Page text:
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Hello, my name is Valorie. I have a Master's Degree in History and a license to teach-- I have been both university professor and public school teacher. Currently, I am a middle school social studies teacher. I love horror movies and spooky things. Every day is Halloween. I am also a passionate book blogger.

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Book Review: 23:27 by H.L. Roberts

Tuesday, March 23, 2010

Book Review: Freedom Riders: 1961 and the Struggle for Racial Justice by Raymond Arsenault

Title: Freedom Riders: 1961 and the Struggle for Racial Justice
Author: Raymond Arsenault 
Genre: Nonfiction - History 
Finished: March 23, 2010 

In what author Raymond Arsenault calls the first historical study of the Freedom Rides, Freedom Riders: 1961 and the Struggle for Racial Justice is a journalistic and chronological narrative that separates, but does not isolate, the Freedom Rides from the broader context of the Civil Rights movement. Arsenault’s revisionist styled history addresses the lack of historical focus on the Freedom Rides itself, which he claims has so far only been discussed by historians as a “prelude to the climactic events” of later civil rights efforts and never on its own for its own significance (7). To Arsenault, the Freedom Rider movement was a transformative event that ushered in an era of citizen politics vital to the entire civil rights struggle (8). To tell a story that speaks of personal sacrifice and bravery, and a willingness to place oneself in personal harm for the most basic recognition of rights, the human element cannot be ignored.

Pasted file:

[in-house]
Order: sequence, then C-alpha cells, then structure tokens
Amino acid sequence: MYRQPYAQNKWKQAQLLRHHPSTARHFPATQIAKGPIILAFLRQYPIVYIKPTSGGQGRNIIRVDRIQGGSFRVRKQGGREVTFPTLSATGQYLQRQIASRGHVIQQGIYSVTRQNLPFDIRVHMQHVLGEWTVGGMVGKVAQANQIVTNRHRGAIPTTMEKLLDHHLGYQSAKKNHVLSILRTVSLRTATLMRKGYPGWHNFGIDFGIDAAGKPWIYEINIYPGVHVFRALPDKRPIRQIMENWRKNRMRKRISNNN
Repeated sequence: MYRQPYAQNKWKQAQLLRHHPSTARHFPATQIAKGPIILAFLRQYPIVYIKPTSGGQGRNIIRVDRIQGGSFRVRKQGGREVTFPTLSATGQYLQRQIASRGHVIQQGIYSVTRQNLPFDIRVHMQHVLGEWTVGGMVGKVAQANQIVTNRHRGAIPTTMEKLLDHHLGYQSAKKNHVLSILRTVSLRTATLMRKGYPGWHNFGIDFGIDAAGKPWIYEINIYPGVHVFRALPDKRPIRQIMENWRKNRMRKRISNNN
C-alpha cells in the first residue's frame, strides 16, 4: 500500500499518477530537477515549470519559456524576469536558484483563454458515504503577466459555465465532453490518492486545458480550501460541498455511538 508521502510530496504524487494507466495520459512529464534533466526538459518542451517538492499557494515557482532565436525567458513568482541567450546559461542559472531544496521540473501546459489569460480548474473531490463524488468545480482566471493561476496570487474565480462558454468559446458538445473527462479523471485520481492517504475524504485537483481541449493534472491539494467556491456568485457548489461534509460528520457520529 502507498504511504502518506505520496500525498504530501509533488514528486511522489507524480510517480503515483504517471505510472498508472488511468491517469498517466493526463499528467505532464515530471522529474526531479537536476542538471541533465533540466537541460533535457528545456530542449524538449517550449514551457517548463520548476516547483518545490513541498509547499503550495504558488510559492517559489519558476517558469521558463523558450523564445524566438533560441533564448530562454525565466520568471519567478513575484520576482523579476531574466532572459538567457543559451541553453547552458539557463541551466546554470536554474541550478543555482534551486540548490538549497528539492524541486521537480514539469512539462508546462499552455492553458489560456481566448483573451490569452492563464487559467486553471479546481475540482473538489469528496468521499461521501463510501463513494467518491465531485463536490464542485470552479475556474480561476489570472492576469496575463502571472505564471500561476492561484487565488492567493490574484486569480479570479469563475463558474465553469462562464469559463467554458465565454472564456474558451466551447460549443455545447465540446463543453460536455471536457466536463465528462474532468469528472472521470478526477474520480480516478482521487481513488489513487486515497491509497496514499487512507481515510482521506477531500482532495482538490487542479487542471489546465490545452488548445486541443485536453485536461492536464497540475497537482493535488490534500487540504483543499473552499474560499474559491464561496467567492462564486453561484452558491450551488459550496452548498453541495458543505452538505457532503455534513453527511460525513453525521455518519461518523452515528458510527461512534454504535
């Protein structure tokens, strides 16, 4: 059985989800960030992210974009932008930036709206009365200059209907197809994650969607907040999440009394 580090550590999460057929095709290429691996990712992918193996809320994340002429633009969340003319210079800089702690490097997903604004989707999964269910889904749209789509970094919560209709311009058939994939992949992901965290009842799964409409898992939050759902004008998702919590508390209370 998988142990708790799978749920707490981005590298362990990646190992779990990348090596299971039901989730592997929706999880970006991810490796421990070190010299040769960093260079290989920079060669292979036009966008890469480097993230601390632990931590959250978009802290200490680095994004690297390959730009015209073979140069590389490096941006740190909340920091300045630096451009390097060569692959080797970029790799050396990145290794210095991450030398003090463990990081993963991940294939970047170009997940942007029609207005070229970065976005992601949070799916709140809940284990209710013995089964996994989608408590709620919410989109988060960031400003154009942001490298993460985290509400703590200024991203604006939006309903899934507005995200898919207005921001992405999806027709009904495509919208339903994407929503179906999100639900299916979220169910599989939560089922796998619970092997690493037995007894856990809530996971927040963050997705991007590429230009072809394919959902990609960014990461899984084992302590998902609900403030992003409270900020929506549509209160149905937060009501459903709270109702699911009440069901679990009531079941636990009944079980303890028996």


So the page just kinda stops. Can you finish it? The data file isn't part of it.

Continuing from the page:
When the Freedom Riders decided to challenge their right to desegregated interstate bus travel, a right upheld by the Supreme Court, they took a personal and dangerous stand against the vehemently racist Deep South. To portray the humanity of the Freedom Rides, Arsenault says he will let the players speak for themselves throughout his monograph (9). In this, Arsenault is very successful. Using a vast archive of manuscripts that includes personal papers and scrapbooks, as well as court decisions, newspapers, government publications, and interviews, Arsenault imbues Freedom Riders with a poignancy that cannot come from chronological narration and analysis alone. For example, to depict the chaos of the Montgomery, Alabama riot of May 20th, Arsenault chooses to use the words of John Lewis himself, whose emotional and personal account of the event lends to the story an element of dramatic immediacy that academic language could never do justice to (212). To assume that Arsenault’s intent is to strictly isolate the Freedom Rides from the larger picture would be incorrect.